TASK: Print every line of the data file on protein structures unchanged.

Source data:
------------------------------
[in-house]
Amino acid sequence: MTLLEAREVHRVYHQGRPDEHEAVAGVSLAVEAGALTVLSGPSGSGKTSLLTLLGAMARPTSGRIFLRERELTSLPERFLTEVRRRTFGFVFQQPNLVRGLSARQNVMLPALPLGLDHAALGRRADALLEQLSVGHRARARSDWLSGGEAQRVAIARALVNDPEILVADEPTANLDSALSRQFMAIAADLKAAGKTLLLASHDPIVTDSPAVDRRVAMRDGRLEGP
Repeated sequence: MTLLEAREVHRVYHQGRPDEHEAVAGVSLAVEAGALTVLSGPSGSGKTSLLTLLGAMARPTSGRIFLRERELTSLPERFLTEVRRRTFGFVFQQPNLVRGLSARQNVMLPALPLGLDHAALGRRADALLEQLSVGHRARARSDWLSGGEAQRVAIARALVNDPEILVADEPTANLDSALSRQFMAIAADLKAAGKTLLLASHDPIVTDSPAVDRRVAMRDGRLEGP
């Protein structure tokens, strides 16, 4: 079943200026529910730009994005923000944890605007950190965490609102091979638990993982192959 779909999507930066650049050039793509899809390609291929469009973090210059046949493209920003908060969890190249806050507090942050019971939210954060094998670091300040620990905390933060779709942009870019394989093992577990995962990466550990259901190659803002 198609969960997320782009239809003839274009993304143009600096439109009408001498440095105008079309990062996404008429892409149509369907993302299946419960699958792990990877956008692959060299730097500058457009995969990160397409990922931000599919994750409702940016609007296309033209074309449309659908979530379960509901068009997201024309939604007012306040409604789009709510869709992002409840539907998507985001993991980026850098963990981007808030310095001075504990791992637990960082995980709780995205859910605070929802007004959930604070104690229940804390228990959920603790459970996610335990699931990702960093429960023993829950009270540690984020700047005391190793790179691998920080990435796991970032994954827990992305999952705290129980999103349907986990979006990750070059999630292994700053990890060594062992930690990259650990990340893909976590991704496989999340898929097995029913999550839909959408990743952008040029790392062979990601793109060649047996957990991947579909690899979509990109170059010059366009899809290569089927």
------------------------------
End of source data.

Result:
[in-house]
Amino acid sequence: MTLLEAREVHRVYHQGRPDEHEAVAGVSLAVEAGALTVLSGPSGSGKTSLLTLLGAMARPTSGRIFLRERELTSLPERFLTEVRRRTFGFVFQQPNLVRGLSARQNVMLPALPLGLDHAALGRRADALLEQLSVGHRARARSDWLSGGEAQRVAIARALVNDPEILVADEPTANLDSALSRQFMAIAADLKAAGKTLLLASHDPIVTDSPAVDRRVAMRDGRLEGP
Repeated sequence: MTLLEAREVHRVYHQGRPDEHEAVAGVSLAVEAGALTVLSGPSGSGKTSLLTLLGAMARPTSGRIFLRERELTSLPERFLTEVRRRTFGFVFQQPNLVRGLSARQNVMLPALPLGLDHAALGRRADALLEQLSVGHRARARSDWLSGGEAQRVAIARALVNDPEILVADEPTANLDSALSRQFMAIAADLKAAGKTLLLASHDPIVTDSPAVDRRVAMRDGRLEGP
């Protein structure tokens, strides 16, 4: 079943200026529910730009994005923000944890605007950190965490609102091979638990993982192959 779909999507930066650049050039793509899809390609291929469009973090210059046949493209920003908060969890190249806050507090942050019971939210954060094998670091300040620990905390933060779709942009870019394989093992577990995962990466550990259901190659803002 198609969960997320782009239809003839274009993304143009600096439109009408001498440095105008079309990062996404008429892409149509369907993302299946419960699958792990990877956008692959060299730097500058457009995969990160397409990922931000599919994750409702940016609007296309033209074309449309659908979530379960509901068009997201024309939604007012306040409604789009709510869709992002409840539907998507985001993991980026850098963990981007808030310095001075504990791992637990960082995980709780995205859910605070929802007004959930604070104690229940804390228990959920603790459970996610335990699931990702960093429960023993829950009270540690984020700047005391190793790179691998920080990435796991970032994954827990992305999952705290129980999103349907986990979006990750070059999630292994700053990890060594062992930690990259650990990340893909976590991704496989999340898929097995029913999550839909959408990743952008040029790392062979990601793109060649047996957990991947579909690899979509990109170059010059366009899809290569089927």